I have two stretch tops, and one woven cotton blouse in my closet that is not a vintage pattern, but has that feel: a mint green with sprays of flowers scattered over, pointed collar and short sleeves. I figure it has a few months left in it as I can take the side seams in a bit when I have to. I have several repo vintage patterns that I've made in the past that look good, and I realized today that I have a lot of dress patterns (what was I thinking?) that can be truncated into nice blouse patterns.
Cheap cardigans will stand in for jackets for the next 10 months.
I have one short trenchcoat in electric blue which will be loose but not horrible for I expect the next 40 pounds. I'll be very sad when it no longer fits. And a great vintage coat that I need to take in. And I'll make it again when the current coat is too large.
Yes, that is not a lot of clothes by the overstuffed standards you see on various makeover reality shows.

So I'll spend the next year trying out patterns, practicing finishing techniques, and confirming my color palettes. I will the the Queen of Cheap and Cheerful fabric.
Then in January 2015, I hope to be stabilized at a good weight, when I can start making long-wearing, lovely versions of my favorites from the previous year in quality materials.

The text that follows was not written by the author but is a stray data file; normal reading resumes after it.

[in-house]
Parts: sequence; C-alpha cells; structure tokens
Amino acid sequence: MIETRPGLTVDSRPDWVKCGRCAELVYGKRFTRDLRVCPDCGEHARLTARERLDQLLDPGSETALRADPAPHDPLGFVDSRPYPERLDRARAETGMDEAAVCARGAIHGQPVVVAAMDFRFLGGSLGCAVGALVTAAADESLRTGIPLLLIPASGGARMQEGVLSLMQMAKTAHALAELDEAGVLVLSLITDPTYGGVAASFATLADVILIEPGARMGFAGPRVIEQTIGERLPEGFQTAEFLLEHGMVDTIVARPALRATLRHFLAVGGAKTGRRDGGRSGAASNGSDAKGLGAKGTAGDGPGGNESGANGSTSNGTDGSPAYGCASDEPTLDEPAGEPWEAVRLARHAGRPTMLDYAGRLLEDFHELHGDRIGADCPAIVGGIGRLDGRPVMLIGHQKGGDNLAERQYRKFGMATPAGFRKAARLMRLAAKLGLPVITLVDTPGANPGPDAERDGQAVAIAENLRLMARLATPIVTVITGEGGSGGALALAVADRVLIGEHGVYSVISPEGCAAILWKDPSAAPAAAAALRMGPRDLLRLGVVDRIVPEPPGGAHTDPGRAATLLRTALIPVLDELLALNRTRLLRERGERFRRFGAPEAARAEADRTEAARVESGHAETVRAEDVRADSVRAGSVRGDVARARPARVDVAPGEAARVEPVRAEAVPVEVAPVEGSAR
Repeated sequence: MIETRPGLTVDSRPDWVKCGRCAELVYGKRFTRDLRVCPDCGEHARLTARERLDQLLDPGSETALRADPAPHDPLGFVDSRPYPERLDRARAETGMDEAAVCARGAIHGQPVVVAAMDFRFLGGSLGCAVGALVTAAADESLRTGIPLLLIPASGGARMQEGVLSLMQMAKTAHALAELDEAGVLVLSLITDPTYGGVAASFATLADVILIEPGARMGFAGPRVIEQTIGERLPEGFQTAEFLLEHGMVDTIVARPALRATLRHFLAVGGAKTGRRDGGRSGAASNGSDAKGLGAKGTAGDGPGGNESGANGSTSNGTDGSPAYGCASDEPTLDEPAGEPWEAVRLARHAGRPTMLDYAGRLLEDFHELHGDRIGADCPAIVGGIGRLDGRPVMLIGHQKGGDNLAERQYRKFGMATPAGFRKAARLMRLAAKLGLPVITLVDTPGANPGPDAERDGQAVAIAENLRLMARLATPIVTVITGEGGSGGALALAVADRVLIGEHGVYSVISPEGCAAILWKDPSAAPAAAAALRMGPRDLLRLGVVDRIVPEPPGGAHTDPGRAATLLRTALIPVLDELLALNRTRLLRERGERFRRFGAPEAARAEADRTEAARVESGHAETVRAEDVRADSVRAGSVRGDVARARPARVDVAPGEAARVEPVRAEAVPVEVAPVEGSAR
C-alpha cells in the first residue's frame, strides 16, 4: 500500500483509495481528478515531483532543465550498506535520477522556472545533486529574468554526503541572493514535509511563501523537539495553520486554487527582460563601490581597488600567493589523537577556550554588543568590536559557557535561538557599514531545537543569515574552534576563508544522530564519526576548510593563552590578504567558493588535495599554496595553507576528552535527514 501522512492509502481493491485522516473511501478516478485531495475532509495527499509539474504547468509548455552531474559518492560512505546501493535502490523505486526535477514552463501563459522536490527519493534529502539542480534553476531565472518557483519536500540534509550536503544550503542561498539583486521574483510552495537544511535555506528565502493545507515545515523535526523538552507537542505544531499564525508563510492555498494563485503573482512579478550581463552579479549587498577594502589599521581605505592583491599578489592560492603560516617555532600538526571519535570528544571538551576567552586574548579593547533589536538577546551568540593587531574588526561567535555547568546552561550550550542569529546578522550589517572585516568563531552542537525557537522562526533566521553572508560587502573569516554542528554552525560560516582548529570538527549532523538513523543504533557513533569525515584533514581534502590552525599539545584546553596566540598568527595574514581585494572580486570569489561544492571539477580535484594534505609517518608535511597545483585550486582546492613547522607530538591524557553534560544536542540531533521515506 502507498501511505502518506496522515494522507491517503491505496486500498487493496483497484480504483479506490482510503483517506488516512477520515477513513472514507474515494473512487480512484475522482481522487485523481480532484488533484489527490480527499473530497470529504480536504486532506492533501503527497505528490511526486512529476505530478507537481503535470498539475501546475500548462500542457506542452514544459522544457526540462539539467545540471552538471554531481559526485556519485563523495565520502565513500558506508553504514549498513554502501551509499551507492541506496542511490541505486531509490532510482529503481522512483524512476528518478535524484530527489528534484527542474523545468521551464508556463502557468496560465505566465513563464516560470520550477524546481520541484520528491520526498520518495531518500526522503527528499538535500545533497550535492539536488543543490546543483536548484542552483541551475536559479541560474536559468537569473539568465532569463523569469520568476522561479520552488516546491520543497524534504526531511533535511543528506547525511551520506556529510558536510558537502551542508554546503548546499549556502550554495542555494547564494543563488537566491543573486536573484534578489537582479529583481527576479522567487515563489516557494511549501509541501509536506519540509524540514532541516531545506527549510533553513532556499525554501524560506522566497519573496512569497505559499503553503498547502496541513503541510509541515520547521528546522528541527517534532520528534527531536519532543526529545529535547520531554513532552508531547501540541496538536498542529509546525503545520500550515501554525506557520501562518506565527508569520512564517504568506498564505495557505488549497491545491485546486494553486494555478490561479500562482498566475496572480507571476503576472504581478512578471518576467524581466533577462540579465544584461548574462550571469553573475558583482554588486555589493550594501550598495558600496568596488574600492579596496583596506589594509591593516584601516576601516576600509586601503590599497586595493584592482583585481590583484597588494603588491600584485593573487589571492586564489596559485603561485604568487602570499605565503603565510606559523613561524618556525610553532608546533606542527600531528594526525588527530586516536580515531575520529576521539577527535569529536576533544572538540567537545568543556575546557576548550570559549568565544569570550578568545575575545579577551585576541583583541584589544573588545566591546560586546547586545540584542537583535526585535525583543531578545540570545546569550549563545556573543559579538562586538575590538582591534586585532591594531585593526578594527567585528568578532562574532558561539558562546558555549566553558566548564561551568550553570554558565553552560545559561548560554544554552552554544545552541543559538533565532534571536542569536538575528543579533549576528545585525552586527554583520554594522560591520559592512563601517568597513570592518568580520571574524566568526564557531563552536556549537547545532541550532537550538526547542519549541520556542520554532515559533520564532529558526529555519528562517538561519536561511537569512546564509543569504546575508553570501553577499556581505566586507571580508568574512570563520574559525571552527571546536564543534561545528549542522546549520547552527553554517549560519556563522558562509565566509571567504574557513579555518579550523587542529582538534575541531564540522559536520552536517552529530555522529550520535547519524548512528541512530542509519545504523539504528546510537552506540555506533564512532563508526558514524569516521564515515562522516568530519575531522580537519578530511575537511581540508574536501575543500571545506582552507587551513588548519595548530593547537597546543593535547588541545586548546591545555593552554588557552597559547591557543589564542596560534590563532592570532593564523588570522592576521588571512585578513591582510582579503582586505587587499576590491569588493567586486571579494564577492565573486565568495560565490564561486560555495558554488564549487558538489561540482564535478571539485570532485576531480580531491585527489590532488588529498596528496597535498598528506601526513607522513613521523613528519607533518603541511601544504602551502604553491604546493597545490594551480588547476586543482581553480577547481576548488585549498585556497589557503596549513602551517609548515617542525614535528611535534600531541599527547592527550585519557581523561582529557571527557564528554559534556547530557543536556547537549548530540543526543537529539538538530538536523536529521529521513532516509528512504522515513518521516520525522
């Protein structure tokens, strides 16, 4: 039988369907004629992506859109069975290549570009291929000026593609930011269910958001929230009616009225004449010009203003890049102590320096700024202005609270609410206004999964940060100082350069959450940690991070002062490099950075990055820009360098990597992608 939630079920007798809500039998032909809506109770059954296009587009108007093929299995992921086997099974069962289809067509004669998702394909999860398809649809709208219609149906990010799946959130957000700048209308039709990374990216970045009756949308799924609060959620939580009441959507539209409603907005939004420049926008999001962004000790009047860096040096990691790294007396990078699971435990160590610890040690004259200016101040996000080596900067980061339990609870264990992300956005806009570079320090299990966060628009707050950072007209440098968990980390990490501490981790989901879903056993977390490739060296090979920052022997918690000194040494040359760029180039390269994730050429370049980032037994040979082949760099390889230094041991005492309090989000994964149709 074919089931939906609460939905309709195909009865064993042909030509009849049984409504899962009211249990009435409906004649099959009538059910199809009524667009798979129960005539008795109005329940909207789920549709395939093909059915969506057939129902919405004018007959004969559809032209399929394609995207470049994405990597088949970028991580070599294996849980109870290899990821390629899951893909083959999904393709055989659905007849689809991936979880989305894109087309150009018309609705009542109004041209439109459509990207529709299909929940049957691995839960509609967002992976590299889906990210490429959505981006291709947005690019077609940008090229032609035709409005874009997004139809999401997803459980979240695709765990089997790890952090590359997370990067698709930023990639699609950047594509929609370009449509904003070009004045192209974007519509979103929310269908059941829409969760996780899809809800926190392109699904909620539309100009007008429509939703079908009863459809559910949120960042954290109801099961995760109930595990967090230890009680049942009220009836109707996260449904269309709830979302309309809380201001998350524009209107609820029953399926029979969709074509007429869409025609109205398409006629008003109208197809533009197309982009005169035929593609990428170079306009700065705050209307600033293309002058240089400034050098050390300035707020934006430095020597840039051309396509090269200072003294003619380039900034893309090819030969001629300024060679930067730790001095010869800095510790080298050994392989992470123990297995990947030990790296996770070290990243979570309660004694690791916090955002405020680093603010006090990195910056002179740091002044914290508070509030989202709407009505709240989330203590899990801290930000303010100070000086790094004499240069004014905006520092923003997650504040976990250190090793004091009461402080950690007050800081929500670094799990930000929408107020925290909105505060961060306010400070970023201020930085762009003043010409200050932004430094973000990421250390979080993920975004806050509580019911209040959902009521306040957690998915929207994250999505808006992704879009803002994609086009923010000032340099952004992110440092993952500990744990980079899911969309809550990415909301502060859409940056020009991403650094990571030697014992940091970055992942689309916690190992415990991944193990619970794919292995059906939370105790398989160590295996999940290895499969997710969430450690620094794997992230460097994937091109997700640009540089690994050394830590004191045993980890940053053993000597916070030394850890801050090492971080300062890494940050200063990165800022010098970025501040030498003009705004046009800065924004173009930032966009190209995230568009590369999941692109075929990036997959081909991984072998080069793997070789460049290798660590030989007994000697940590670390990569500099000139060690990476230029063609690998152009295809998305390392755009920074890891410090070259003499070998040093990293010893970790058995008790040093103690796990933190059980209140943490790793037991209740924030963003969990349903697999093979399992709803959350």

Welcome! What's it all about, anyway?

Hi there!
I thought I ought to sit down and explain just what it is I think I'm doing here (not that that, in the end, may bear any resemblence to what I eventually do). So here goes!

I love vintage clothes, but I don't want to look like I'm unclear on the current decade. So I tend to mix vintage or classic styles in with my other clothes. Sometimes I wear hats and gloves, but rarely at the same time.

I'm about 6 feet tall and fat.
Yes, I said fat. Not overweight, not obese, not fluffy, not padded, not Junoesque. Fat. So there.
I started sewing in junior highschool, when I discovered that anything but a man's shirt from the tall section failed to reach my wrists. Now, decades and decades later I still sew many of my own clothes, rather than buying the overpriced, badly made, hideously colored tents on offer for middle aged women in the fat lady section. Or - heavens - tights masquading as leggins masquarding as jeans.

On the plus side (ha ha ha), I've been losing about 2 pounds a week since January 2014, so my old clothes are falling off me. Many have already been consigned to the local hospice organization's thrift store. And some old favorites (I didn't save many) are back on the clothes rod! I'm going from a 24 women's (US) to probably a 14 misses US. From 255lbs to 170lbs.

How am I going to cope with clothes for the next year? I don't know, so to distract myself from that issue, I'm busily planning a wardrobe for the future skinny me.

To keep myself clothed in the meantime, I'm in the process of digging through my vintage patterns (mostly Vogue and Butterick re-issues) for any pattern that either is a blouse pattern or can be used as one. I'll post as I work on various garments. These will be wearable test garments, to see if I like the style and my color choices.

And that's what this blog is all about. My wardrobe and sewing adventures.

So, what does this have to do with sieves, anyway? The title is the same as the URL. Anagram, anyone?

(This post will become a 'page' on this blog, for future visitors)